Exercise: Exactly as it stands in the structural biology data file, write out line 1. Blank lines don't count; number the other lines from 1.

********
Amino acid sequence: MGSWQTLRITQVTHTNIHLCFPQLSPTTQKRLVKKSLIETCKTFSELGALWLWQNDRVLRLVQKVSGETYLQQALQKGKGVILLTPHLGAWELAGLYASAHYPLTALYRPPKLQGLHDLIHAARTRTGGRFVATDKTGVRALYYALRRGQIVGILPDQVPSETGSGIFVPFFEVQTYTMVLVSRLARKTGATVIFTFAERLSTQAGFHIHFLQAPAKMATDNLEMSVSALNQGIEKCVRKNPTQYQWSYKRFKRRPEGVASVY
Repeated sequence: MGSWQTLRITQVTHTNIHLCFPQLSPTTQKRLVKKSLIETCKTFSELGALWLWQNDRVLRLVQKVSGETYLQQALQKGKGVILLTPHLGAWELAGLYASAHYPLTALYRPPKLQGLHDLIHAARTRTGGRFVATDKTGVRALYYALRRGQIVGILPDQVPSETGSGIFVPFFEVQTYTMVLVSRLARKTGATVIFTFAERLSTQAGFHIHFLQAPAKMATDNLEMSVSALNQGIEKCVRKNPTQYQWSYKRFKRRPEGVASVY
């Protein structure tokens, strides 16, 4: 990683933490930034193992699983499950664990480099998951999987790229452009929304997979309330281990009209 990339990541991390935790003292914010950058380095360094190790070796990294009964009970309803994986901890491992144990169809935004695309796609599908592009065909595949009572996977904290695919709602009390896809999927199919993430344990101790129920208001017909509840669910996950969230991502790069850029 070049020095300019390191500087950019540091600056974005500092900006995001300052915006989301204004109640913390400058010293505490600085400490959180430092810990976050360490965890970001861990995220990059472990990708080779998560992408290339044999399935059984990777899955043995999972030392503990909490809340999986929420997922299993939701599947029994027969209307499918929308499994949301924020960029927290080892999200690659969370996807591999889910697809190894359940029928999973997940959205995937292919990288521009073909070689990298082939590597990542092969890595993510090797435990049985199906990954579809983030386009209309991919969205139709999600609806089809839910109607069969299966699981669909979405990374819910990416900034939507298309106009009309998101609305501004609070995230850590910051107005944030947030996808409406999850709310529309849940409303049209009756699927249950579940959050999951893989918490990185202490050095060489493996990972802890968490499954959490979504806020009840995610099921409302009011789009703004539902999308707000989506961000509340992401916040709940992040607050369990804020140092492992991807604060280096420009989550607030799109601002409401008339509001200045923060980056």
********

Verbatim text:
Amino acid sequence: MGSWQTLRITQVTHTNIHLCFPQLSPTTQKRLVKKSLIETCKTFSELGALWLWQNDRVLRLVQKVSGETYLQQALQKGKGVILLTPHLGAWELAGLYASAHYPLTALYRPPKLQGLHDLIHAARTRTGGRFVATDKTGVRALYYALRRGQIVGILPDQVPSETGSGIFVPFFEVQTYTMVLVSRLARKTGATVIFTFAERLSTQAGFHIHFLQAPAKMATDNLEMSVSALNQGIEKCVRKNPTQYQWSYKRFKRRPEGVASVY